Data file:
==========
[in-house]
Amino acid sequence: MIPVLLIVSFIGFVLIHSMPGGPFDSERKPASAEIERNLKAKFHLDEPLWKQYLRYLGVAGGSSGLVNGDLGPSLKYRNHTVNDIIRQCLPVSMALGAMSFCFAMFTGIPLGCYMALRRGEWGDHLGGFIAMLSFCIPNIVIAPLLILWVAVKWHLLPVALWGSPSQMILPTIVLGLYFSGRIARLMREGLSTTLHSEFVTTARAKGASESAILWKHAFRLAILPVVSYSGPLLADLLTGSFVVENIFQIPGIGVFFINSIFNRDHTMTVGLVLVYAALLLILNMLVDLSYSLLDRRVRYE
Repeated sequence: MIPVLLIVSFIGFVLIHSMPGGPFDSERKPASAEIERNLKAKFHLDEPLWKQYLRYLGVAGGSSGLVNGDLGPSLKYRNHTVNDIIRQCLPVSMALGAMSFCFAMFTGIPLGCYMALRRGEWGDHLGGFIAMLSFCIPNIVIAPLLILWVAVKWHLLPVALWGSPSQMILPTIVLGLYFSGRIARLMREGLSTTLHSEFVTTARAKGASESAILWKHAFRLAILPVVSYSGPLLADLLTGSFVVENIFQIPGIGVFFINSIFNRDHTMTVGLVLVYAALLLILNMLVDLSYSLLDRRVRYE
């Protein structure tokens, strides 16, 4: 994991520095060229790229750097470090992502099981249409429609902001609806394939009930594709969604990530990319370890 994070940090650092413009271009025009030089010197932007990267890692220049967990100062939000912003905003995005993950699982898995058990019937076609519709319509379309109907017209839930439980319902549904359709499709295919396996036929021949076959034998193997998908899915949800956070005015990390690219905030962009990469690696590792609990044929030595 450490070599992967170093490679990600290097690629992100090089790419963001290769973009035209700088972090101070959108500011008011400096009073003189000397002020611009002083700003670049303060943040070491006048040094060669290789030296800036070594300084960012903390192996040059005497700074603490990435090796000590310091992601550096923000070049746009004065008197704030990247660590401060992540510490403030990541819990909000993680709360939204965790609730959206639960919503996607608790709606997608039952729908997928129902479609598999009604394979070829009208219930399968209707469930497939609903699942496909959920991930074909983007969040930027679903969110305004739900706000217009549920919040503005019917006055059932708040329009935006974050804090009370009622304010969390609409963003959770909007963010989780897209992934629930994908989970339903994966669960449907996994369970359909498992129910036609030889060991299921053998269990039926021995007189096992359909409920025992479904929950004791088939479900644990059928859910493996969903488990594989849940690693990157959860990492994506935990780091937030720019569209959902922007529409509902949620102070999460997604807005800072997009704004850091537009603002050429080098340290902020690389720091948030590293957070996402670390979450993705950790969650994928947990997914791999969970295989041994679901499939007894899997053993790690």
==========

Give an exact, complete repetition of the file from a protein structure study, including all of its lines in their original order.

[in-house]
Amino acid sequence: MIPVLLIVSFIGFVLIHSMPGGPFDSERKPASAEIERNLKAKFHLDEPLWKQYLRYLGVAGGSSGLVNGDLGPSLKYRNHTVNDIIRQCLPVSMALGAMSFCFAMFTGIPLGCYMALRRGEWGDHLGGFIAMLSFCIPNIVIAPLLILWVAVKWHLLPVALWGSPSQMILPTIVLGLYFSGRIARLMREGLSTTLHSEFVTTARAKGASESAILWKHAFRLAILPVVSYSGPLLADLLTGSFVVENIFQIPGIGVFFINSIFNRDHTMTVGLVLVYAALLLILNMLVDLSYSLLDRRVRYE
Repeated sequence: MIPVLLIVSFIGFVLIHSMPGGPFDSERKPASAEIERNLKAKFHLDEPLWKQYLRYLGVAGGSSGLVNGDLGPSLKYRNHTVNDIIRQCLPVSMALGAMSFCFAMFTGIPLGCYMALRRGEWGDHLGGFIAMLSFCIPNIVIAPLLILWVAVKWHLLPVALWGSPSQMILPTIVLGLYFSGRIARLMREGLSTTLHSEFVTTARAKGASESAILWKHAFRLAILPVVSYSGPLLADLLTGSFVVENIFQIPGIGVFFINSIFNRDHTMTVGLVLVYAALLLILNMLVDLSYSLLDRRVRYE
């Protein structure tokens, strides 16, 4: 994991520095060229790229750097470090992502099981249409429609902001609806394939009930594709969604990530990319370890 994070940090650092413009271009025009030089010197932007990267890692220049967990100062939000912003905003995005993950699982898995058990019937076609519709319509379309109907017209839930439980319902549904359709499709295919396996036929021949076959034998193997998908899915949800956070005015990390690219905030962009990469690696590792609990044929030595 450490070599992967170093490679990600290097690629992100090089790419963001290769973009035209700088972090101070959108500011008011400096009073003189000397002020611009002083700003670049303060943040070491006048040094060669290789030296800036070594300084960012903390192996040059005497700074603490990435090796000590310091992601550096923000070049746009004065008197704030990247660590401060992540510490403030990541819990909000993680709360939204965790609730959206639960919503996607608790709606997608039952729908997928129902479609598999009604394979070829009208219930399968209707469930497939609903699942496909959920991930074909983007969040930027679903969110305004739900706000217009549920919040503005019917006055059932708040329009935006974050804090009370009622304010969390609409963003959770909007963010989780897209992934629930994908989970339903994966669960449907996994369970359909498992129910036609030889060991299921053998269990039926021995007189096992359909409920025992479904929950004791088939479900644990059928859910493996969903488990594989849940690693990157959860990492994506935990780091937030720019569209959902922007529409509902949620102070999460997604807005800072997009704004850091537009603002050429080098340290902020690389720091948030590293957070996402670390979450993705950790969650994928947990997914791999969970295989041994679901499939007894899997053993790690």